Moore’s stand on alcohol is a model to follow
If Sydney Lord Mayor Clover Moore is successful in her attempts to change late-night drinking patterns and the trouble that goes with it, she will earn a significant place in our history. Indeed, her plan should be regarded as a template for how councils and governments should deal with the liquor industry in Australia.
The truth is that most politicians municipal, state, and federal don’t have the gumption to tackle a problem that is endemic in Australia: booze-related violence.
It indisputable that increased trading hours of licensed premises, in particular 24-hour liquor outlets, are associated with increased levels of alcohol-related harm to drinkers themselves, but also to others. The last two decades have seen significant increases in the number of licensed premises in Australia and hours of trading have been relaxed to the point of the ridiculous. We have also seen a corresponding increase in the number of alcohol-related physical and sexual assaults and in dangerously antisocial behaviour fuelled by alcohol.
In what could be a model for the nation, Moore is currently planning how best to manage late-night licensed premises in Sydney. The requirements of public infrastructure and services are clearly different from those required in the daytime. Investment in improved services and better design to accommodate the different use of city spaces at night are both necessary. Extended opening hours in Sydney on Friday and Saturday nights result in extremely high levels of antisocial behaviour, which have a severe impact on public order. This especially applies to Kings Cross, which experiences well over 60 per cent of all incidents of antisocial behaviour in the city.
Moore maintains that extended hours of operation are a privilege to be earned by well-managed venues, not a right to be abused by irresponsible operators. Importantly, in terms of curbing alcohol-related harms, her plan enables the City of Sydney to wind back the extended trading hours of the relatively small, but statistically very significant, number of rogue licensed venues. Under Sydney’s Late Night Trading Plan, base trading hours are granted permanently, while extended trading hours are granted on a trial basis for up to five years. Under Moore’s plan, poor operators do not get extended trading hours renewed, and receive only their base trading hours. This provides a significant incentive for operators to manage their premises properly and currently has the backing of the Police Association, the Australian Medical Association and the Nurses Association whose members see firsthand the devastating effects of alcohol-fuelled violence. The Sydney plan balances the interests of licensees with the need to ensure the safety of their patrons, as well as controlling areas where pubs and clubs are located. This approach involves rewarding well-managed establishments, while withdrawing privileges from those who do not deserve to have them.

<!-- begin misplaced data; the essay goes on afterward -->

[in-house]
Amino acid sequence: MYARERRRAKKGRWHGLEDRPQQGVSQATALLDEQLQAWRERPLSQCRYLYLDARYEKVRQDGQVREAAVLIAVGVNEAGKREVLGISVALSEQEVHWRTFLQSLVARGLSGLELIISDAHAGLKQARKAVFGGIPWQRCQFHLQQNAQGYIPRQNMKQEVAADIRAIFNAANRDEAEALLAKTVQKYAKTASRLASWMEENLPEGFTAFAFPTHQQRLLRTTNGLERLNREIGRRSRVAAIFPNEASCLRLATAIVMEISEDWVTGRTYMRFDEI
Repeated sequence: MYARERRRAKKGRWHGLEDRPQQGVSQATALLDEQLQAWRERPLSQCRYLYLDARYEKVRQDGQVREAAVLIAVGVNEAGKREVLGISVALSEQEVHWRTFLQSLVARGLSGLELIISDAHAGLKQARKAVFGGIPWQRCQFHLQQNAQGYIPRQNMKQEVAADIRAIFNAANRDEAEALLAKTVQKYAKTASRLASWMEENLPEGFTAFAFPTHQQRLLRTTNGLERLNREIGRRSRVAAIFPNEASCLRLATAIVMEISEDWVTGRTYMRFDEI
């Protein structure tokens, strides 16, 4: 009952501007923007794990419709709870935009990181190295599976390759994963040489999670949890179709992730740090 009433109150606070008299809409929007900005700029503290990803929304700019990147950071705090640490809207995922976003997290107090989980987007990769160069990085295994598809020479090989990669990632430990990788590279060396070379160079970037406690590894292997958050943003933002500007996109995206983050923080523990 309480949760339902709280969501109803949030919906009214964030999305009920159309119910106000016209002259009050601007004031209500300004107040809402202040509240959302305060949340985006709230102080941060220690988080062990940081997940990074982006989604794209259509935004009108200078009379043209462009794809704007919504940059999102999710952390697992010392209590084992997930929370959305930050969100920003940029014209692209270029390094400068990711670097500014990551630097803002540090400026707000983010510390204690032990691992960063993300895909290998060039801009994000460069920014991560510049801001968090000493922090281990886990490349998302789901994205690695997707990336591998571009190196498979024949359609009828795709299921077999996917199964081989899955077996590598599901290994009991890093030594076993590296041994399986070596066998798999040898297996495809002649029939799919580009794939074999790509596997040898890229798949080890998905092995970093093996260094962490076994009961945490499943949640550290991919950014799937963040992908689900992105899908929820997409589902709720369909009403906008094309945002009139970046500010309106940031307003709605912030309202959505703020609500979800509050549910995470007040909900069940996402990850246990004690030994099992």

Trial periods, which are provided in the NSW planning legislation, have been part of Sydney’s plan since its inception in 2008. The concept of trial trading hours is not a new one. In Queensland, extended trading hours for liquor licences are granted via renewable permit. New York City and Amsterdam require liquor licences to be renewed annually or bi-annually. These night-time economies are thriving and business has not been affected by having a licence on effective trial, and one which requires regular renewal. A report by the New York Nightlife Association in 2004 estimated that the night-time economy generated $10 billion each year, with an estimated 65 million people visiting the city’s bars and clubs annually, making the night-time economy one of the most important facets to New York City life. The same should apply in Australia’s major cities.
The current state Minister for Planning, Tony Kelly, opposes the City of Sydney plan, on the grounds it is causing ”uncertainty in the community”. However, the reality is that the NSW Labor Government will be easily defeated at the March 26 election and this will give NSW a new planning minister from the Liberal-National coalition and a unique opportunity for concerted action to tackle the huge problems associated with the liquor industry, especially late-night violence. A whole-of-government approach to these issues is urgently needed in all our major cities. In Sydney, Clover Moore was an enthusiastic and active participant in the Sydney Liquor Taskforce, which unfortunately was disbanded by the NSW Labor Government in late 2009. This potentially important taskforce involved senior government bureaucrats, and liquor industry and council representatives working together to find solutions to the problems of alcohol and violence in inner-Sydney. The City of Sydney has indicated that it would welcome the re-establishment of the Sydney Liquor Taskforce or a similar cooperative body.
State, federal and major municipal governments should unite to stem the scourge of alcohol-fuelled late-night violence. Future generations will thank them for it and may salute Clover Moore as a visionary for her stand.
Ross Fitzgerald is the author of 33 books, most recently My Name is Ross: An alcoholic’s journey.
The Canberra Times, 15 February 2011